Susannah (susannahf) wrote,

Michael's Kitchen

Oh.  My.  Word.  I think I may have just died and gone to heaven.

I have just been to dinner at Michael's Kitchen, as an old friend from high school was visiting, and it came highly recommended from people in my lab.  Now, I knew that the chef is meant to have a Michelin star, and that the food was meant to be good, but I wasn't expecting anything like what we got.

For a start, it was deserted.  I really mean deserted.  We were the only diners there for the first half hour, and even by the time we left, there were only two other tables of diners.  I know that it's not been open long, but this surprised me.  Somehow, I don't think it'll last.  

The cuisine is "International and royal Thai", and there was certainly a thai element to most of the dishes we had.  We ordered mains and starters, but were presented with what I believe is called an "amuse bouche" while we were waiting for the starter.  If I remember correctly, this was described as a "Carrot and Ginger Cappucino", and was a tiny shot of hot frothy liquid somewhere between a drink and a soup.  It was absolutely heavenly, with just the right balance of ginger.  It was at this point that we realised that this was to be no ordinary meal.

The starters arrived a little later - I had ordered rice paper rolls with soft shell crab and sweet chilli dipping sauce.  From the description, I was vaguely expecting spring rolls.  Oh no.  What I got was four beautifully presented rolls looking more like super-sized sushi maki rolls, except with rice noodles rather than rice, and rice paper rather than seaweed on the inside.  I didn't identify all of the ingredients, but apart from the crab, there was definitely carrot (in tiny perfect juliennes), slices of mango, pickled ginger, lettuce, and what I think may have been radish.  And it all went perfectly together.  My companions had a beautifully deep, rich chestnut and truffle soup, and a "seafood udon cocktail", served in a tall glass so that the udon noodles could be seen floating through the clear broth.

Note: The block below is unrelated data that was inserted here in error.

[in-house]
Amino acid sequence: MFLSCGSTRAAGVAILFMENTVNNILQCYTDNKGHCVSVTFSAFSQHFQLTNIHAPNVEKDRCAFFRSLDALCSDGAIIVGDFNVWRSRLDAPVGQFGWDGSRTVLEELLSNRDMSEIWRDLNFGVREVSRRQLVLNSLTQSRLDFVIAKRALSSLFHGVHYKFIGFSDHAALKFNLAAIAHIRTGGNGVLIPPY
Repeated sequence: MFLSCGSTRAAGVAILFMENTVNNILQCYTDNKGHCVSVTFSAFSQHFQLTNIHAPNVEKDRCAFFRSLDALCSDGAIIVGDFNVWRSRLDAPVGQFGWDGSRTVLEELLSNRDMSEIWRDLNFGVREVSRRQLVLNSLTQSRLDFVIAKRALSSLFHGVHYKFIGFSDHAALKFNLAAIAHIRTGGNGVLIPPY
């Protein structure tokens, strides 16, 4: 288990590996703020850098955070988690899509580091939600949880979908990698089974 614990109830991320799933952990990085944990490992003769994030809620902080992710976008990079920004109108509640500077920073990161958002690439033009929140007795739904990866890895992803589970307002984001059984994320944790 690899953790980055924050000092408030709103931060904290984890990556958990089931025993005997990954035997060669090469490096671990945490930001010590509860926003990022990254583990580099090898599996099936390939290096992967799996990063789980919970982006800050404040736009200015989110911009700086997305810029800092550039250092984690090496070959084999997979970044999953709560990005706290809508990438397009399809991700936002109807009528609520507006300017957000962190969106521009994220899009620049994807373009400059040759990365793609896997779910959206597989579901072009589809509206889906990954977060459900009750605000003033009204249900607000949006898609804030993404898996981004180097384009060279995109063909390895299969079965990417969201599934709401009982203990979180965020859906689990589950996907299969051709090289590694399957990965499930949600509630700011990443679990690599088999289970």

The main courses were no less impressive.  Both Hannah and I ordered the roast duck and lychee curry with lotus leaf rice.  This turned out to be a very well flavoured thai red curry (made to order I assume as we were asked how spicy we would prefer it, much in the way that you are usually asked how well done you like your steak).  The rice was the real star of the show though - it had been wrapped around some... stuff (we weren't quite sure what - Hannah thought meat, I thought maybe lotus bits, both of us identified mushroom), then wrapped in a lotus leaf and baked, making it sticky and incredibly tasty.  I forget the exact title of Mo's dish - it had boar and sausage in and an orange sauce and was very meaty and gamey when I tasted it - very solid earthy food.

Under ordinary circumstances, we would have stopped here.  We were really quite full.  However, the quality of the food, and the imagination and presentation meant that we couldn't bear not to have dessert.  Two baked cheesecakes and a warm chocolate cake were duly ordered.  We were not disappointed.  The cheesecakes were soft, moist and delicately ffavoured, with a tart berry sauce.  The chocolate cake was hot, rich, and wallowing in quarter of an inch of thick gooey chocolate sauce.  Both were topped with a small amount of homemade ice cream.

The price tag for a three course meal of this quality? £23 (not including drinks).  As Hannah pointed out, you'd pay more than that for a three-course meal at Nando's.  I can only assume that this state of affairs is temporary.  With this quality of food, it is surely only a matter of time before this restaurant becomes the kind of place where you have to book at least a week in advance, if not more.  Until then, I'll be taking every opportunity I can to sample the delights on offer.
Tags: food, heaven
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